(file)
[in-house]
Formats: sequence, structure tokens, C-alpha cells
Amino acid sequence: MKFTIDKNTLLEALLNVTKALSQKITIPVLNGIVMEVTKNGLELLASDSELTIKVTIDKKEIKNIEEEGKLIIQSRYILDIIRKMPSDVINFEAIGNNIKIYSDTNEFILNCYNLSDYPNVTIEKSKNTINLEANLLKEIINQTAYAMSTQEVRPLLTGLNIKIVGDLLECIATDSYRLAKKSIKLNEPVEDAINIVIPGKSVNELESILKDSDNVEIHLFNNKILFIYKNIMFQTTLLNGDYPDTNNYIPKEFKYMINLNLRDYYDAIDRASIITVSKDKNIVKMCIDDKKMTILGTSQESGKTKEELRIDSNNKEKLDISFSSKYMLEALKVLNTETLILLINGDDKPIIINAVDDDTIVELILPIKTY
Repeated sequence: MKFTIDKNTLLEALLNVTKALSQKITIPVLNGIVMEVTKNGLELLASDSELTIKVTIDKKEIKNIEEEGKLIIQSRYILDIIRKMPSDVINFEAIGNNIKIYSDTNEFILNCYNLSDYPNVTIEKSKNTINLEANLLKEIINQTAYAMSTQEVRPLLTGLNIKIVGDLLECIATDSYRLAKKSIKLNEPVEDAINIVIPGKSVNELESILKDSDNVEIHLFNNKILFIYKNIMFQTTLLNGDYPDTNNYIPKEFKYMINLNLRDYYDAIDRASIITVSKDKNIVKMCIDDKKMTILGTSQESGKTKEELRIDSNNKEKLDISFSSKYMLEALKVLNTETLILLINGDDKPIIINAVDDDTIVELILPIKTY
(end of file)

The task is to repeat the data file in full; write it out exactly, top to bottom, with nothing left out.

[in-house]
Formats: sequence, structure tokens, C-alpha cells
Amino acid sequence: MKFTIDKNTLLEALLNVTKALSQKITIPVLNGIVMEVTKNGLELLASDSELTIKVTIDKKEIKNIEEEGKLIIQSRYILDIIRKMPSDVINFEAIGNNIKIYSDTNEFILNCYNLSDYPNVTIEKSKNTINLEANLLKEIINQTAYAMSTQEVRPLLTGLNIKIVGDLLECIATDSYRLAKKSIKLNEPVEDAINIVIPGKSVNELESILKDSDNVEIHLFNNKILFIYKNIMFQTTLLNGDYPDTNNYIPKEFKYMINLNLRDYYDAIDRASIITVSKDKNIVKMCIDDKKMTILGTSQESGKTKEELRIDSNNKEKLDISFSSKYMLEALKVLNTETLILLINGDDKPIIINAVDDDTIVELILPIKTY
Repeated sequence: MKFTIDKNTLLEALLNVTKALSQKITIPVLNGIVMEVTKNGLELLASDSELTIKVTIDKKEIKNIEEEGKLIIQSRYILDIIRKMPSDVINFEAIGNNIKIYSDTNEFILNCYNLSDYPNVTIEKSKNTINLEANLLKEIINQTAYAMSTQEVRPLLTGLNIKIVGDLLECIATDSYRLAKKSIKLNEPVEDAINIVIPGKSVNELESILKDSDNVEIHLFNNKILFIYKNIMFQTTLLNGDYPDTNNYIPKEFKYMINLNLRDYYDAIDRASIITVSKDKNIVKMCIDDKKMTILGTSQESGKTKEELRIDSNNKEKLDISFSSKYMLEALKVLNTETLILLINGDDKPIIINAVDDDTIVELILPIKTY